Walking Out of an Audi Dealership

This lesson is about my quest for finding the grand customer service philosophy that fits all businesses; what is the best approach to customer service?

An older professor at my university, who is from the UK, was briefly talking to us about the importance of good customer service as it came up while talking about something else. She told us a story about the experience she had visiting an Audi dealership sometime back. Here’s how it went. (By the way, some of the details in the story were not mentioned by her but I added them in to accurately describe the mental images I had formed by listening to the story.)

She and her husband visit their local Audi dealership to buy a car. They have always had Volkswagens and are looking to upgrade.

It’s a sunny weekend morning probably around 9 am. They walk in through the door, and before walking much further, pause to have a look around.

The inside of the dealership looks quite posh. The light from the many small white lights tucked inside the ceiling reflect off of the swooping metal panels of the cars and the tall glass panes that face the street like dozens of tiny diamonds sparkling in unison. The air is clean, comfortably cool, and slightly scented with a scent that makes you think it came from a blue colored flower. The floor is light grey and spotless. Well groomed salesmen in neat and fresh suits, with their perfect posture and purposeful body language, are quite busy showing the cars to rich middle-aged couples.

Now, my professor is not wealthy by any means, but she and her husband are quite well to do. A brand new Audi is well within their means. So they wait, standing close to some of the cars there, waiting for one of the young fit salesmen to notice them and come assist. Quite a lot of time passes, but nobody seems to notice them. They’re all busy assisting the other customers there.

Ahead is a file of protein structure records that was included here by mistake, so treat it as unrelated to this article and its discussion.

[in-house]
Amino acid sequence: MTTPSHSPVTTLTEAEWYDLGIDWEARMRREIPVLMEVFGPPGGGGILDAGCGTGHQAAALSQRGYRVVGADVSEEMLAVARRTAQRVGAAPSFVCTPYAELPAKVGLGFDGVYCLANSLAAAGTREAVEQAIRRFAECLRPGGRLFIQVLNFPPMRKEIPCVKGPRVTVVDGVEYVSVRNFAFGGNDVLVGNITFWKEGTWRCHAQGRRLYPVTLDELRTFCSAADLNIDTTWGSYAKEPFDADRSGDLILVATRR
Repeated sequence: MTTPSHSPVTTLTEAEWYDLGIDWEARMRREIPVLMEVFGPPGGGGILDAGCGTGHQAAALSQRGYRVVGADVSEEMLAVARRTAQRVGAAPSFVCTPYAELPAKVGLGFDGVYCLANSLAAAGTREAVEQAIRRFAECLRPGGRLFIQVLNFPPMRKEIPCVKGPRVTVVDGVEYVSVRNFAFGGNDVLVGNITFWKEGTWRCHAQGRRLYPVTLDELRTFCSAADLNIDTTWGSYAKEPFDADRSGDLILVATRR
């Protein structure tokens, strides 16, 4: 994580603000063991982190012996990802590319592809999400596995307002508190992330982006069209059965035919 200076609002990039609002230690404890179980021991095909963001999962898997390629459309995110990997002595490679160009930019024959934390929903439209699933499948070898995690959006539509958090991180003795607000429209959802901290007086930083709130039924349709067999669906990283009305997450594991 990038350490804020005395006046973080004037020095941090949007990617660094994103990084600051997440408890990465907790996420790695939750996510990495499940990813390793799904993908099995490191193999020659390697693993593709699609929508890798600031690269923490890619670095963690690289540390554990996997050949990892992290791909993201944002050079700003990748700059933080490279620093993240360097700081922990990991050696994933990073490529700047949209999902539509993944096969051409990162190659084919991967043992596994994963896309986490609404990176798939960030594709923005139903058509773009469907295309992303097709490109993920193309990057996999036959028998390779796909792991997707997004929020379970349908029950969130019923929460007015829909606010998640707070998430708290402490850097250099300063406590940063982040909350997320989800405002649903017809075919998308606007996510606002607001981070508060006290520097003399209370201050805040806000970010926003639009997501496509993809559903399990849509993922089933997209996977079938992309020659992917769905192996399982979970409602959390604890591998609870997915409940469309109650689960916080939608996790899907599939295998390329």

Now, I should mention, my professor is not the type of woman to take sh*t from anyone.

So she tells herself, “Why should I give my money to a business place that doesn’t want to bother to pay me attention?”.

So they storm out, go to the Volkswagen dealership right across the road where they get themselves a good deal for the latest version of the model they currently have.

This story was told to us by my professor to highlight the importance of good customer service. If you don’t treat your customers well, they wouldn’t want to buy from you.

Now, the best way I can explain the perception I had about customer service at that time, like I mentioned at the beginning, is that there is a grand theory/philosophy of customer service that fits all businesses, and every business should strive to reach that point of perfection. If the perfect customer service approach was a perfect circle, then the customer services of every business that existed was a less than perfect circle that tries to follow along the lines of the perfect one, but steps in and out of track here and there every now and then. I remember my idea of perfect service was primarily based on not offending any customer of a business.

In my head, the perfect (as far as customer service is considered) employees would talk in a perfectly diplomatic, polite and politically correct way. They would leave all of their personal prejudice out of work. They would not offend anyone.

I remember sitting in that class and thinking about how that dealership lost a sale that day simply because they didn’t pay attention to a customer who was willing spend money there. They could have sold one extra car that day. How stupid, and at the same time, arrogant of them to not treat every customer that walks in as equally important… how naïve. They probably ignored the couple because they couldn’t be bothered to assist them buy a not-so-expensive model, which they assumed they would buy, based on their appearance.